20)   Don’t stay in your comfort zone – work on being 10% braver: whichever gender you are, it’s up to all of us to bridge the gender gaps!

What tips do you have? Please add in comments below!

Update on Dubai women in leadership and education events and activity

1-woman-leader-with-group-of-menYesterday afternoon I was really happy to be able to deliver a one hour seminar at Middlesex University Dubai on the topic of  global and local gender issues. There was a great turn out and some enthusiastic responses, comments and contributory input from the audience along the way and at the end.

I’ve listed some further groups and projects of interest below that bring together the women in leadership agenda in the Dubai region, where possible with a focus on education. Also some links of relevance that I highlighted in my seminar yesterday. Hope to see you at an event soon!

American University in Sharjah:

1) Women in Leadership Course: The Women in Leadership course was created by the School of Business and Management’s Dr. Linzi Kemp and Linda McLoughlin, faculty members at the departments of marketing and management, respectively. The course aims to introduce the skills and development necessary for female leaders to succeed in today’s environment.

2) Centre for Women and Leadership in the Middle East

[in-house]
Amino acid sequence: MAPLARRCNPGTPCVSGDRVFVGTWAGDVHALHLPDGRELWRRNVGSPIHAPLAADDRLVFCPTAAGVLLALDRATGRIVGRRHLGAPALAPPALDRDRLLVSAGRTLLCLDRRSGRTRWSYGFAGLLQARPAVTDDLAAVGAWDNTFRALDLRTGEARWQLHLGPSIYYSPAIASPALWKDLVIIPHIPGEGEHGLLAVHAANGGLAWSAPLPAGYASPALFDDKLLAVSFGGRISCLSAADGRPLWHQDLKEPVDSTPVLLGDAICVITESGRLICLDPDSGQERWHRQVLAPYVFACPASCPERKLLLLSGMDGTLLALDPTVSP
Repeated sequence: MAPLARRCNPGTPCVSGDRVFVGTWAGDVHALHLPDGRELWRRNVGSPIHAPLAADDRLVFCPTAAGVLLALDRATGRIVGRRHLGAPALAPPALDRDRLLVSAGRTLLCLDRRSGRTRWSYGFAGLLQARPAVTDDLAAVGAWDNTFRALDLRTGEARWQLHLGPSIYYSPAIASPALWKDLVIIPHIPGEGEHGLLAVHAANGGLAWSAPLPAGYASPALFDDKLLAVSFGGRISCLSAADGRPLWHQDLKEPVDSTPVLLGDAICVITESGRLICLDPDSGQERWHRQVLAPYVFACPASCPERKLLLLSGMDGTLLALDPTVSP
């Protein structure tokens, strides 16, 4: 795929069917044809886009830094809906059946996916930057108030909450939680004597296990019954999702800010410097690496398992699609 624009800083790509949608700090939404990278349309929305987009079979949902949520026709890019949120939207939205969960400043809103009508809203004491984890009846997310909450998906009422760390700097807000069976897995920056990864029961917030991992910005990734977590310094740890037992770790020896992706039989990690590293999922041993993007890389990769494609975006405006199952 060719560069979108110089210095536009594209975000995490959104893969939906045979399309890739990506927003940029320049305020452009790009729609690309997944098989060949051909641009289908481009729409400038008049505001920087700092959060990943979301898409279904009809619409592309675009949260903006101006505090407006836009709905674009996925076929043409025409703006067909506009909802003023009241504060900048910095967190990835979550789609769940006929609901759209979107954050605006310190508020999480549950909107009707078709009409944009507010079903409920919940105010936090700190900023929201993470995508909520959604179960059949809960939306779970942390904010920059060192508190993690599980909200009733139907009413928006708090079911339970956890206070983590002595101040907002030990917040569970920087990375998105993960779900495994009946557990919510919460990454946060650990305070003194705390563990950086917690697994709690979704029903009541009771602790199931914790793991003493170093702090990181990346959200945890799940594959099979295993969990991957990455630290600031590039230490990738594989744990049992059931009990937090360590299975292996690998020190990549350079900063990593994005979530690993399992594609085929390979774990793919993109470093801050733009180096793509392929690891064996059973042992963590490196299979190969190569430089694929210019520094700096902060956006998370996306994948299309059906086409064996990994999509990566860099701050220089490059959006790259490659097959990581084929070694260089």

University of Wollongong in Dubai

Women in Educational Leadership Summit 2017 (WELS) – October 21st, Dubai: to register and find out more info go to:

Dubai Business Women’s Council:

UAE Women’s Leadership Programme:

Dubai Women Establishment Majlis: Arab Women’s Leadership Forum:

Arab Women Leadership Outlook:

Women in Boards Initiative:

Women Leadership Exchange Programme (UAE- Sweden):

Global Women’s Forum Dubai: Women’s Forum Dubai: @e7banat

World Economic Forum: Global Gender Gap Report 2016

Schwab, K, 2016, ‘The Fourth Industrial Revolution: What it Means and How to Respond’, a World Economic Forum publication

UN #HeforShe Initiative:

BBC documentary “No More Boys and Girls”

Current issues in global and local gender: Why feminism is important again and why it’s for men too – Seminar this week!

Current issues in global and local gender: Why feminism is important again and why it’s for men too

Seminar this week by Dr. Carol Webb, at Middlesex University Dubai (Dubai Knowledge Village, Block 16, Oasis Lecture Theatre, 4-5pm). All welcome!